I have been informed by the Director of the Bureau of the Budget that there is no objection to the submission of this report. Sincerely yours,

Francis BIDDLE, Attorney General. A similar bill, H. R. 1295, was reported favorably by the committee in the Seventy-eighth Congress.

The committee were of the opinion that such legislation was necessary and unanimously report the same and urge early and favorable consideration.

CHANGES IN EXISTING LAW

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In compliance with paragraph 2a of rule XIII of the Rules of the House of Representatives, changes in existing law made by this bill are shown as follows: Existing law in which no change is made is printed in roman; omitted matter is printed within black brackets; the new matter is printed in italics.

The Nationality Act of 1940, as amended (54 Stat. 1137):

SECTION 307 (a) No person, except as hereinafter provided in this Act, shall be naturalized unless such petitioner (1) immediately preceding the date of filing petition for naturalization has resided continuously within the United States for at least five years and within the State in which the petitioner resided at the time of filing the petition for at least six months, (2) has resided continuously within the United States from the date of the petition up to the time of admission to citizenship, and (3) during all the periods referred to in this subsection has been and still is, a person of good moral character, attached to the principles of the Constitution of the United States, and well disposed to the good order and happiness of the United States.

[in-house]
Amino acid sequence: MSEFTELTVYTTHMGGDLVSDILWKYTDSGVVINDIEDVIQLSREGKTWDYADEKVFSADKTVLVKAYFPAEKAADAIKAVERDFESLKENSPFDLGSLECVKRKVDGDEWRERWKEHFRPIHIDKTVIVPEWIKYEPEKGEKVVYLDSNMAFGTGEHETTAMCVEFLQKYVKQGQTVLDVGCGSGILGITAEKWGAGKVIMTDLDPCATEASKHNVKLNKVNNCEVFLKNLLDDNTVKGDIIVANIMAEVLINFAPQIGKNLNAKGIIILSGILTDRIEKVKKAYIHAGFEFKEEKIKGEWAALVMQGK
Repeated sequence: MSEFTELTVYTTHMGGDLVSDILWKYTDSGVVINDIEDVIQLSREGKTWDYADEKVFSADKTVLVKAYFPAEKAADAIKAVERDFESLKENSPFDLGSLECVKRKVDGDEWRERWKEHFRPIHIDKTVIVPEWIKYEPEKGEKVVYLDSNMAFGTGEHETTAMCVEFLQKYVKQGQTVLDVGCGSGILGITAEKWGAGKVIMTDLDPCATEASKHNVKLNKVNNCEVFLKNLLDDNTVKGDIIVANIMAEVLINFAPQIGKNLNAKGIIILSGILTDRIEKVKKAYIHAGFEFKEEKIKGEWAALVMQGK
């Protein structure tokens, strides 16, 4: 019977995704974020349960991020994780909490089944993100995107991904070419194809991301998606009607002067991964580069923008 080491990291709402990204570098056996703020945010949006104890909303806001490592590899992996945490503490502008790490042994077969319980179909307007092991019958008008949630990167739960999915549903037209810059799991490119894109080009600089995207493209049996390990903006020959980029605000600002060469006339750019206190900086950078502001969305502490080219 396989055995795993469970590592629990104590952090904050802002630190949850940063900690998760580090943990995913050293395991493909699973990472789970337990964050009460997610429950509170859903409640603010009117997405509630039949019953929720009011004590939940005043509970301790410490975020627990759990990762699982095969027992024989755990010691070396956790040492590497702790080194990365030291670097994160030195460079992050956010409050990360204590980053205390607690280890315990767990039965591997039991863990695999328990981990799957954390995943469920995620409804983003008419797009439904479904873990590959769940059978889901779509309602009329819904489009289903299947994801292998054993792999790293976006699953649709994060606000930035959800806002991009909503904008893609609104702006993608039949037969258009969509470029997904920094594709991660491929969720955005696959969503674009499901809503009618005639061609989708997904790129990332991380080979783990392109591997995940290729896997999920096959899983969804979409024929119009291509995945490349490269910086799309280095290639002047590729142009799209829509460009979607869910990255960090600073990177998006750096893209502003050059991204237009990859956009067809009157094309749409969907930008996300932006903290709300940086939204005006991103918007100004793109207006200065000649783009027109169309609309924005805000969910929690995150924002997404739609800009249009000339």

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(b) Absence from the United States for a continuous period of more than six months but less than one year during the period for which continuous residence is required for admission to citizenship, immediately preceding the date of filing the petition for naturalization, or during the period between the date of filing the petition and the date of final hearing, shall be presumed to break the continuity of such residence, but such presumption may be overcome by the presentation of evidence satisfactory to the naturalization court that such individual had a reasonable cause for not sooner returning to the United States. Absence from the United States for a continuous period of one year or more during the period for which continuous residence is required for admission to citizenship, immediately preceding the date of filing the petition for naturalization or during the period between the date of filing the petition and the date of final hearing, shall break the continuity of such residence, except that in the case of an alien who has resided in the United States for at least one year, during which period he has made a declaration of intention to become a citizen of the United States, and who thereafter is employed by or under contract with the Government of the United States or an American institution of research recognized as such by the Attorney General, or is employed by an American firm or corporation engaged in whole or in part in the development of foreign trade and commerce of the United States or a subsidiary thereof, no period of absence from the United States shall break the continuity of residence if